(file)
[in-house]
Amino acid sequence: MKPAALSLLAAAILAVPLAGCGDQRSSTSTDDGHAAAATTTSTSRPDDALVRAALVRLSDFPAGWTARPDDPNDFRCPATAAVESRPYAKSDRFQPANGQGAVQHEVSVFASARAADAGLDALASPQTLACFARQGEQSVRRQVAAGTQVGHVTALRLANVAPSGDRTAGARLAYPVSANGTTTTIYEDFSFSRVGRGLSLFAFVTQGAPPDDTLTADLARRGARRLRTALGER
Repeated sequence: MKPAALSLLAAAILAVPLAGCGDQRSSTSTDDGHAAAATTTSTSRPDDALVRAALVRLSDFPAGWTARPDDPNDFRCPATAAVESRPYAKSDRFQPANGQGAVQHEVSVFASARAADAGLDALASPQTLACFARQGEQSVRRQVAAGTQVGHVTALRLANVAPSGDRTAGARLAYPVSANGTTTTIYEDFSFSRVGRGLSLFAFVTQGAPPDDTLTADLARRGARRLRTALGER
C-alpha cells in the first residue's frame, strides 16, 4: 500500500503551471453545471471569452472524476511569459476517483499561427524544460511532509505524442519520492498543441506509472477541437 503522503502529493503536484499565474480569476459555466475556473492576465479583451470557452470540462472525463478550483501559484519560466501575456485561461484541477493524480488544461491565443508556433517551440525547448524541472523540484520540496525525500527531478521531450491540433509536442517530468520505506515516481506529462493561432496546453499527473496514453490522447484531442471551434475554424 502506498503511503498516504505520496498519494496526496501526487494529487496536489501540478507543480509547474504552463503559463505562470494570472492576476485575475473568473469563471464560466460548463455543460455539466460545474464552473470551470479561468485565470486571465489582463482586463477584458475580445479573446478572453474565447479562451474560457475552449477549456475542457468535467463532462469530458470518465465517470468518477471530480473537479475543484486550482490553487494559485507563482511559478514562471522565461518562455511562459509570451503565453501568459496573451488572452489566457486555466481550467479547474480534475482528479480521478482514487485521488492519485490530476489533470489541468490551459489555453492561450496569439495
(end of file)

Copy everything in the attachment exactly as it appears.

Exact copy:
[in-house]
Amino acid sequence: MKPAALSLLAAAILAVPLAGCGDQRSSTSTDDGHAAAATTTSTSRPDDALVRAALVRLSDFPAGWTARPDDPNDFRCPATAAVESRPYAKSDRFQPANGQGAVQHEVSVFASARAADAGLDALASPQTLACFARQGEQSVRRQVAAGTQVGHVTALRLANVAPSGDRTAGARLAYPVSANGTTTTIYEDFSFSRVGRGLSLFAFVTQGAPPDDTLTADLARRGARRLRTALGER
Repeated sequence: MKPAALSLLAAAILAVPLAGCGDQRSSTSTDDGHAAAATTTSTSRPDDALVRAALVRLSDFPAGWTARPDDPNDFRCPATAAVESRPYAKSDRFQPANGQGAVQHEVSVFASARAADAGLDALASPQTLACFARQGEQSVRRQVAAGTQVGHVTALRLANVAPSGDRTAGARLAYPVSANGTTTTIYEDFSFSRVGRGLSLFAFVTQGAPPDDTLTADLARRGARRLRTALGER
C-alpha cells in the first residue's frame, strides 16, 4: 500500500503551471453545471471569452472524476511569459476517483499561427524544460511532509505524442519520492498543441506509472477541437 503522503502529493503536484499565474480569476459555466475556473492576465479583451470557452470540462472525463478550483501559484519560466501575456485561461484541477493524480488544461491565443508556433517551440525547448524541472523540484520540496525525500527531478521531450491540433509536442517530468520505506515516481506529462493561432496546453499527473496514453490522447484531442471551434475554424 502506498503511503498516504505520496498519494496526496501526487494529487496536489501540478507543480509547474504552463503559463505562470494570472492576476485575475473568473469563471464560466460548463455543460455539466460545474464552473470551470479561468485565470486571465489582463482586463477584458475580445479573446478572453474565447479562451474560457475552449477549456475542457468535467463532462469530458470518465465517470468518477471530480473537479475543484486550482490553487494559485507563482511559478514562471522565461518562455511562459509570451503565453501568459496573451488572452489566457486555466481550467479547474480534475482528479480521478482514487485521488492519485490530476489533470489541468490551459489555453492561450496569439495